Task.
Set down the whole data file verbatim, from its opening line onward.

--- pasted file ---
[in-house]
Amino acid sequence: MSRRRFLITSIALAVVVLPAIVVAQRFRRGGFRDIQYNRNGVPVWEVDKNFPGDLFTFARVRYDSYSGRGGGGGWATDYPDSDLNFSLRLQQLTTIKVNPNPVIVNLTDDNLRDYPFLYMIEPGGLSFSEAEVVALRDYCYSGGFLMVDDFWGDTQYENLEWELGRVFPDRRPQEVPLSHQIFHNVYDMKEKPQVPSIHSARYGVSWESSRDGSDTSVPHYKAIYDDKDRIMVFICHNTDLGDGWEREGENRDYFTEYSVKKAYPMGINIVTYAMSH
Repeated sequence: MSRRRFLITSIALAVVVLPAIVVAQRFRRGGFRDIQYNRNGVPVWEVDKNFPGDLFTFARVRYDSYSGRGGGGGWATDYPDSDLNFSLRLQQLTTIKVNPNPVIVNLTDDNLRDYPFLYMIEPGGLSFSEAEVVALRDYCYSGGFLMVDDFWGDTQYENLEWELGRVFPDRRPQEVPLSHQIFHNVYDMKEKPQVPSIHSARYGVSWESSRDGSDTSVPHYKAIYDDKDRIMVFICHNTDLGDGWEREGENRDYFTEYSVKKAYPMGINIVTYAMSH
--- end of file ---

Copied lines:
[in-house]
Amino acid sequence: MSRRRFLITSIALAVVVLPAIVVAQRFRRGGFRDIQYNRNGVPVWEVDKNFPGDLFTFARVRYDSYSGRGGGGGWATDYPDSDLNFSLRLQQLTTIKVNPNPVIVNLTDDNLRDYPFLYMIEPGGLSFSEAEVVALRDYCYSGGFLMVDDFWGDTQYENLEWELGRVFPDRRPQEVPLSHQIFHNVYDMKEKPQVPSIHSARYGVSWESSRDGSDTSVPHYKAIYDDKDRIMVFICHNTDLGDGWEREGENRDYFTEYSVKKAYPMGINIVTYAMSH
Repeated sequence: MSRRRFLITSIALAVVVLPAIVVAQRFRRGGFRDIQYNRNGVPVWEVDKNFPGDLFTFARVRYDSYSGRGGGGGWATDYPDSDLNFSLRLQQLTTIKVNPNPVIVNLTDDNLRDYPFLYMIEPGGLSFSEAEVVALRDYCYSGGFLMVDDFWGDTQYENLEWELGRVFPDRRPQEVPLSHQIFHNVYDMKEKPQVPSIHSARYGVSWESSRDGSDTSVPHYKAIYDDKDRIMVFICHNTDLGDGWEREGENRDYFTEYSVKKAYPMGINIVTYAMSH